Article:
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Experts are offering recommendations to close the gap and address dramatic learning loss in the wake of COVID-induced virtual learning

Unpacking research on COVID learning loss


Experts are offering recommendations to close the gap and address dramatic learning loss in the wake of COVID-induced virtual learning

According to an Education Week survey, classroom teachers spent the first six weeks after school closures troubleshooting connectivity and software issues, resulting in a 75 percent drop in instruction. Even as late as into the spring, classroom instruction was still less than 50 percent of pre-COVID numbers with district staff and educators challenged to reengage students with sound instructional practices from a distance.

In a recent edWebinar sponsored by FastBridge Assessment System by Illuminate Education, Dr. John Bielinski, Senior Director of Research and Development, Dr. Rachel Brown, NCSP, Senior Academic Officer, and Dr. Kyle Wagner, NCSP, Research Associate, explained that unprecedented events like COVID-19 create a vacuum of knowledge.

Related content: How our students avoided the COVID slide

According to the presenters, district leaders and teachers need reliable data to guide them to determine how learning has been affected, and remediations to recover critical student knowledge.

Implications of learning loss

Through its studies of summer reading programs and data collected from FastBridge Assessment, Illuminate Education reports that summer learning loss varies by household income. Students from low-income households lose about 1.0 to 1.5 months of learning.

Learning losses also vary by reading domain, with minimum losses for reading, comprehension, and vocabulary, and more considerable losses on early reading skills, including phonics and fluency.

Illuminate Education usually estimates learning loss across the summer by comparing the spring scores from one grade to fall screening scores from the next grade for the same students. This fall, due to the loss of learning for at least four months last spring, all of the skills that students were just starting to acquire in the winter and the spring of the school year vanished.

Addressing instructional loss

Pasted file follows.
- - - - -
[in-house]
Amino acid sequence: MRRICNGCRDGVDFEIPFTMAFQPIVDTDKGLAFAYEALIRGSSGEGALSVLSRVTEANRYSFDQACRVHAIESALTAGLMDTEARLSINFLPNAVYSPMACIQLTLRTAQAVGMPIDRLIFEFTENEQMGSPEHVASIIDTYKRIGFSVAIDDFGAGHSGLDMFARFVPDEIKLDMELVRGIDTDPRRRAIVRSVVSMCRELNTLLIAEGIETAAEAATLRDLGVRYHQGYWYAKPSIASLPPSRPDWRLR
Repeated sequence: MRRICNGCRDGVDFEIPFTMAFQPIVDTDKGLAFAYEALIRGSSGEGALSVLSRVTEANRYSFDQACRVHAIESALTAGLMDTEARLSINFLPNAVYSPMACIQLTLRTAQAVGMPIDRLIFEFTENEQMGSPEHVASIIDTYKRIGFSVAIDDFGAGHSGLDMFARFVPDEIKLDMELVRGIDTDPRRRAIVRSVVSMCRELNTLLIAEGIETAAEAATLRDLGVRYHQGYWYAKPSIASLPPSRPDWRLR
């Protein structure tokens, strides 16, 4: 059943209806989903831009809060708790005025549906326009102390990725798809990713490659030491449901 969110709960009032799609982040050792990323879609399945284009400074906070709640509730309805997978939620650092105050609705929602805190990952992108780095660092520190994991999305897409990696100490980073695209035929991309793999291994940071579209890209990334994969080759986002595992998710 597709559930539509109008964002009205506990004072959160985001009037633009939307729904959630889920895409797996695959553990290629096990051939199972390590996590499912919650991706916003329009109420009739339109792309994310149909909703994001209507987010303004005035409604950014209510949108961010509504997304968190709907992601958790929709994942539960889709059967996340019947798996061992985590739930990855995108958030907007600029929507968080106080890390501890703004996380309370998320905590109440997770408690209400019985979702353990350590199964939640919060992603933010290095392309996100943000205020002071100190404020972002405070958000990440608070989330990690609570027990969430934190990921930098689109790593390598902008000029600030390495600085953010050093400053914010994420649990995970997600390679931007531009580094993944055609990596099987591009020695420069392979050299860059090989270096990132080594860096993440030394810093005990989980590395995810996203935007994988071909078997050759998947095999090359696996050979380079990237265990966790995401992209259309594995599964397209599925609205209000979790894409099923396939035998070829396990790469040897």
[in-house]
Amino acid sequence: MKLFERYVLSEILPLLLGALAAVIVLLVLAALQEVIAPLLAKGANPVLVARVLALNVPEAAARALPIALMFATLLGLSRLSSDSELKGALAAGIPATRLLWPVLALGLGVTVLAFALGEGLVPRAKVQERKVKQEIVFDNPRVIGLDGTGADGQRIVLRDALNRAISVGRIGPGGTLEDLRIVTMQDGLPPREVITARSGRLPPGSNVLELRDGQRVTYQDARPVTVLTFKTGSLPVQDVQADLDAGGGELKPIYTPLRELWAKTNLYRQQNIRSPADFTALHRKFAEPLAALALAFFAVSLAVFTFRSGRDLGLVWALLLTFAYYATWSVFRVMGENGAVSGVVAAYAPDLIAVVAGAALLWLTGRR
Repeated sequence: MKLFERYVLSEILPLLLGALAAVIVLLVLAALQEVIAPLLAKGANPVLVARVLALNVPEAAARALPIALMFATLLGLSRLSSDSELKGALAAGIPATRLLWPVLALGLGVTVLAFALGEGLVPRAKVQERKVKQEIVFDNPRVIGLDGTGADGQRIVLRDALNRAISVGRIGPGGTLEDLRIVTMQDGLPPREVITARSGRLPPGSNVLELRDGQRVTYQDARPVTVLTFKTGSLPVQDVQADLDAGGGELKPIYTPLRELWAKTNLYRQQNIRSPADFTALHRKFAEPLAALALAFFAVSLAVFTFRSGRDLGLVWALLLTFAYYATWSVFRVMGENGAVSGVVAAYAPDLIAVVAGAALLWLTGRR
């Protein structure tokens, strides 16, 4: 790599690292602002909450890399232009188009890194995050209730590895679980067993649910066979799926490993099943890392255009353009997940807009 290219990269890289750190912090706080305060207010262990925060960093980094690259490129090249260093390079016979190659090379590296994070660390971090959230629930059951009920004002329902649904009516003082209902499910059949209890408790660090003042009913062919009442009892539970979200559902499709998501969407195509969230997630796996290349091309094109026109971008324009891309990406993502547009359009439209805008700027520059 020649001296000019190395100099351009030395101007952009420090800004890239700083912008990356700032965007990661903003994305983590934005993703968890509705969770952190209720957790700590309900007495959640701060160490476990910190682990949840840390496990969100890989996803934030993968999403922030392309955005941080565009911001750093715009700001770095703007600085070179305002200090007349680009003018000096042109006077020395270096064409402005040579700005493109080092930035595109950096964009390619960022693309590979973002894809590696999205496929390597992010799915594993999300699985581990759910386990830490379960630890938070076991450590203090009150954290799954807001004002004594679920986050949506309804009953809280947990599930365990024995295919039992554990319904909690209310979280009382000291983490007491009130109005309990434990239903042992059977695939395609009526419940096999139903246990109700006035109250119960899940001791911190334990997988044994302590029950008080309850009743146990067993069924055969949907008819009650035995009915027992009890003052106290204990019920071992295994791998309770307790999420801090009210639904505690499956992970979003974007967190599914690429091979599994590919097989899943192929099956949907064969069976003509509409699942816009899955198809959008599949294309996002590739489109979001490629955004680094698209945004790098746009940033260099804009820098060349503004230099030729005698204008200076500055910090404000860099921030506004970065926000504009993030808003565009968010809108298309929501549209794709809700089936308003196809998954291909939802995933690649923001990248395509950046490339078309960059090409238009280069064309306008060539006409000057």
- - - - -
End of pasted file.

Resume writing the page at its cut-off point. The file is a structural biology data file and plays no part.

Three main components that are critical for addressing instructional loss include conducting universal screening, adjusting core instruction, and considering additional resources and remediation.

Universal screening in reading, math, and behavior establishes a baseline for all students. The logistics are significant, so steps such as selecting the assessment, creating a schedule, and reviewing data will ensure a holistic group-level approach rather than addressing piecemeal student by student.

The next step in providing support to students is for districts to examine core instruction using the 80 percent rule. If fewer than 80 percent of students have met the learning benchmark, which is more likely to be the case this year, the presenters strongly recommend intensifying core instruction.

The way to strengthen instruction includes using widely used strategies and tools that look at the frequency of instruction, the number of instructional days, the duration of lessons, and the practice opportunities students have during and between lessons.

Key recommendations

Fall screening is essential to ensure that school leaders and educators understand where students are when they return to school. The presenters caution that the primary grades’ most significant anticipated losses will require several months of remediation and intense instruction.

The more aggressively school districts decide to address gaps and provide accelerated instruction, the lesser the long-term effect that the loss of learning due to COVID-19 will have on students for years to come.

This edWeb broadcast was sponsored by FastBridge Assessment System by Illuminate Education. View the recording of the edWebinar here.

About the presenters

Dr. John Bielinski is a psychometrician by training and has led the development of educational tests and educational research in the industry for 20 years. Dr. Bielinski began his career in education policy at the National Center on Educational Outcomes and joined FastBridge in 2018. His expertise is in CBM and modeling growth.

Dr. Rachel Brown joined FastBridge in 2015 after teaching at the University of Southern Maine for 16 years. She has experience as a general education teacher, special educator, and school psychologist. Her area of expertise is Multi-Tiered Systems of Support. She splits her time between Alaska and Maine.

Dr. Kyle Wagner is a research associate at Illuminate Education. He has several years of experience as a school psychologist in Texas and Minnesota. He also has several publications and presentations on topics including psychometrics, curriculum-based measures, and academic intervention. Kyle is currently working with the FastBridge suite of products at Illuminate Education.

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